# Unification

In mathematical logic, in particular as applied to computer science, a unification of two terms is a join (in the lattice sense) with respect to a specialisation order. That is, we suppose a preorder on a set of terms, for which t* ≤ t means that t* is obtained from t by substituting some term(s) for one or more free variables in t. The unification u of s and t, if it exists, is a term that is a substitution instance of both s and t. Any common substitution instance of s and t is also an instance of u.

For example, with polynomials, X2 and Y3 can be unified to Z6 by taking X = Z3 and Y = Z2.

## Unification in Prolog

The concept of unification is one of the main ideas behind Prolog. It represents the mechanism of binding the contents of variables and can be viewed as a kind of one-time assignment. In Prolog, this operation is denoted by symbol "=".

1. In traditional Prolog, a variable X which is uninstantiated—i.e. no previous unifications were performed on it—can be unified with an atom, a term, or another uninstantiated variable, thus effectively becoming its alias. In many modern Prolog dialects and in first-order logic calculi, a variable cannot be unified with a term that contains it; this is the so called occurs check.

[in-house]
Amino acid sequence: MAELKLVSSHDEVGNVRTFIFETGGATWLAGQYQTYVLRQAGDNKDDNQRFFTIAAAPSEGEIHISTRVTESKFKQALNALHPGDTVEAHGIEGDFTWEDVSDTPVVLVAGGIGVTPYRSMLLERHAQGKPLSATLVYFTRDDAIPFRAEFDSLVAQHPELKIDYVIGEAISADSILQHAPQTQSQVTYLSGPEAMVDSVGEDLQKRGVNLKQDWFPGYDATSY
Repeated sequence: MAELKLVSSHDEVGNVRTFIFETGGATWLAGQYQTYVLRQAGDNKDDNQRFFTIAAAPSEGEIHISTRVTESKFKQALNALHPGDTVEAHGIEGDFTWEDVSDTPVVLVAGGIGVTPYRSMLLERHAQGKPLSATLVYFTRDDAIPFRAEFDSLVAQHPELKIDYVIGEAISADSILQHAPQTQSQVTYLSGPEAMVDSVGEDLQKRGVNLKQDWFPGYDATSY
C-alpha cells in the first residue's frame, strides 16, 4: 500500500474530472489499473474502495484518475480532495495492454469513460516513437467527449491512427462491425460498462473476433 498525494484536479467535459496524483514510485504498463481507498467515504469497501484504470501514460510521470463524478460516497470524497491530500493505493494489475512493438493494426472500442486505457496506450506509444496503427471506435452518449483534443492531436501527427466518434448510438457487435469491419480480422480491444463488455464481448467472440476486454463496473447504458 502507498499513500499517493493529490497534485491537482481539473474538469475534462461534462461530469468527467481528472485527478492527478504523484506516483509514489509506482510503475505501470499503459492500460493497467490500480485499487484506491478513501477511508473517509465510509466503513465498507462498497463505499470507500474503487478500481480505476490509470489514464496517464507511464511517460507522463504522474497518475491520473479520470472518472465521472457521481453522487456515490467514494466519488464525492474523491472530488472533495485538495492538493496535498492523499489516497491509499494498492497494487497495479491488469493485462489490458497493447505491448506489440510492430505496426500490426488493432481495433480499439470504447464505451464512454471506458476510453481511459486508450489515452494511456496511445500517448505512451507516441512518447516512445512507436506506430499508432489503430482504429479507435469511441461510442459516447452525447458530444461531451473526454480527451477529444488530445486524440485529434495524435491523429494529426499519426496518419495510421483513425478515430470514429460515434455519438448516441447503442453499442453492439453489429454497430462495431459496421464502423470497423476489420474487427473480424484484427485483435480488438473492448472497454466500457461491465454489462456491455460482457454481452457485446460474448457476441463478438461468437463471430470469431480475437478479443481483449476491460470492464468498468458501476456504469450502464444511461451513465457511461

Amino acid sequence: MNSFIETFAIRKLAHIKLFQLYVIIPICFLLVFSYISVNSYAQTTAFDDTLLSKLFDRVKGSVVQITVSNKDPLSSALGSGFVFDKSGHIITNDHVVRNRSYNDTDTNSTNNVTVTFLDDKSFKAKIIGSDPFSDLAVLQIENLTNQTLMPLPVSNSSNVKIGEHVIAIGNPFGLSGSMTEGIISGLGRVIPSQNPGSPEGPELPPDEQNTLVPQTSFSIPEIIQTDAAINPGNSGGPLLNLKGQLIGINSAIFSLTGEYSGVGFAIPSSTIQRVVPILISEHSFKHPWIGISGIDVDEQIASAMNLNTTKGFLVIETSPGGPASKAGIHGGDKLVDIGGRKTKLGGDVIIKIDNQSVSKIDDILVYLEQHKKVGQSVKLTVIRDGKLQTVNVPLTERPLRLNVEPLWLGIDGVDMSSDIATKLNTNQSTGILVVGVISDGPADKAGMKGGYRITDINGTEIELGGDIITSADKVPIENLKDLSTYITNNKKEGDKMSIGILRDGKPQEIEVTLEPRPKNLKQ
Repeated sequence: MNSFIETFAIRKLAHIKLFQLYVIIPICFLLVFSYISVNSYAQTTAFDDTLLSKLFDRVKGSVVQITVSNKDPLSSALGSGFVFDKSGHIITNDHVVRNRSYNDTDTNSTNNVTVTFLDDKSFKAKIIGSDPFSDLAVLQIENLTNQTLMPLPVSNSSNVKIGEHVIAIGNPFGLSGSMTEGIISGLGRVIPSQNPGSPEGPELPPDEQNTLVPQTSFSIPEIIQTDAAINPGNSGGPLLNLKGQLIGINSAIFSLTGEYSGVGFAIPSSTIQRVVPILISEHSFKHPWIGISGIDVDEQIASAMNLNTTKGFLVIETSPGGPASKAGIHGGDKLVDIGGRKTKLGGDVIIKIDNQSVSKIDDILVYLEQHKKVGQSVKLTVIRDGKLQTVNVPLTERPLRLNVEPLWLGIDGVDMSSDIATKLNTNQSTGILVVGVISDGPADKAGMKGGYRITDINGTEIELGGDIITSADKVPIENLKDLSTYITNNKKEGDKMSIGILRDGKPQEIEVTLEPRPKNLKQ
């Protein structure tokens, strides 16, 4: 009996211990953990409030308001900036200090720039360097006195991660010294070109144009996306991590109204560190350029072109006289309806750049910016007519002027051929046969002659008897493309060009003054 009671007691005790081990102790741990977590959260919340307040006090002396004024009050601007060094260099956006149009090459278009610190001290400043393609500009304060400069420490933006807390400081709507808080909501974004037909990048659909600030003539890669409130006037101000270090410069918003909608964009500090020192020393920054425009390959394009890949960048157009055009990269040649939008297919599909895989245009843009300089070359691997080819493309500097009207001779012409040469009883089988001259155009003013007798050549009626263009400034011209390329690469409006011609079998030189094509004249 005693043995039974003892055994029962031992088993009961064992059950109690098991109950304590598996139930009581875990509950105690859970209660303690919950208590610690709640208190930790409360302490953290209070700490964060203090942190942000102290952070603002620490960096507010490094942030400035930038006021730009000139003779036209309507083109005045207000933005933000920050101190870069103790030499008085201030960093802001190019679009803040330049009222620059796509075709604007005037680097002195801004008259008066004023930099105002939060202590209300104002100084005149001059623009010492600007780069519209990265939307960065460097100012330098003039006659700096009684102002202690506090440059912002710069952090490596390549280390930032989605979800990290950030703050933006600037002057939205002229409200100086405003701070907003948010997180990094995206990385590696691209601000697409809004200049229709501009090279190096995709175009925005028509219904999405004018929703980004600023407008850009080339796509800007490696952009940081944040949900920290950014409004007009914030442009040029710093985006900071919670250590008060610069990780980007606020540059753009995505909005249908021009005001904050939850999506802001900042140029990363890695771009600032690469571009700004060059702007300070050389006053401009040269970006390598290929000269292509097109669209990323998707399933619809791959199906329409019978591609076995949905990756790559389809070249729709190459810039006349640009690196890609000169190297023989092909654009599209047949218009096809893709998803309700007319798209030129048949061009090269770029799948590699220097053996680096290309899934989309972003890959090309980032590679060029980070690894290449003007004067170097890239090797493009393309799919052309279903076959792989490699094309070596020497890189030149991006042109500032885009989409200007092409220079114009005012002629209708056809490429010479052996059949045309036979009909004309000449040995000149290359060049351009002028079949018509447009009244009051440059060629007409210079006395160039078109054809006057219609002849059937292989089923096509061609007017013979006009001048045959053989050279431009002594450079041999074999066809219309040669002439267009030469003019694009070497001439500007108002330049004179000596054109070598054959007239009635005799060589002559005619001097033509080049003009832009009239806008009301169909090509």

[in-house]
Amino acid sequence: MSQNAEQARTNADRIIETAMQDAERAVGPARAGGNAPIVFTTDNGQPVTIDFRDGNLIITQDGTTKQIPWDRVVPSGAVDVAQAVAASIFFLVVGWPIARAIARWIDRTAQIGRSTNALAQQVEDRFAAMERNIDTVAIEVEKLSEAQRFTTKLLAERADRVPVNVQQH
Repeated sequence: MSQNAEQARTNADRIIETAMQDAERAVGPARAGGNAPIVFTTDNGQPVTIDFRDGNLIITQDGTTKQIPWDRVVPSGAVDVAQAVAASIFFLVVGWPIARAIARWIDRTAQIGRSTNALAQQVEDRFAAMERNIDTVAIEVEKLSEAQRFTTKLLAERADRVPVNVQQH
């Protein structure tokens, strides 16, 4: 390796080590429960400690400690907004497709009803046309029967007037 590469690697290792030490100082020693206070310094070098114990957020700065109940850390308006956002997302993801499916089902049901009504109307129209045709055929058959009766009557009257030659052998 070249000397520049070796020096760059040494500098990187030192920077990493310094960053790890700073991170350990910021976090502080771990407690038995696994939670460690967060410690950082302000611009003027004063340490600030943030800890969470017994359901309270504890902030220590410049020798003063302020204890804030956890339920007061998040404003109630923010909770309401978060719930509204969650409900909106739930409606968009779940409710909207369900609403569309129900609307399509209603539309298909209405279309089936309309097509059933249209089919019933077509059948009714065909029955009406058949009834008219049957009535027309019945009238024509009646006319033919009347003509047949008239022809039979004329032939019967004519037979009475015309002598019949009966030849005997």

2. A Prolog atom can be unified only with the same atom.
3. Similarly, a term can be unified with another term if the top function symbols and arities of the terms are identical and if the parameters can be unified simultaneously. Note that this is a recursive behaviour.

Due to its declarative nature, the order in a sequence of unifications is (usually) unimportant.

Note that in the terminology of first-order logic, an atom is a basic proposition and is unified similarly to a Prolog term.

## Examples of unification

• A = A : Succeeds (tautology)
• A = B, B = abc : Both A and B are unified with the atom abc
• xyz = C, C = D : Unification is symmetric
• abc = abc : Unification succeeds
• abc = xyz : Fails to unify because the atoms are different
• f(A) = f(B) : A is unified with B
• f(A) = g(B) : Fails because the heads of the terms are different
• f(A) = f(B, C) : Fails to unify because the terms have different arity
• f(g(A)) = f(B) : Unifies B with the term g(A)
• f(g(A), A) = f(B, xyz) : Unifies A with the atom xyz and B with the term g(xyz)
• A = f(A) : Infinite unification, A is unified with f(f(f(f(...)))). In proper first-order logic and many modern Prolog dialects this is forbidden (and enforced by the occurs-check)
• A = abc, xyz = X, A = X : Fails to unify; effectively abc = xyz

## References

• Art and Cultures
• Countries of the World (http://www.academickids.com/encyclopedia/index.php/Countries)
• Space and Astronomy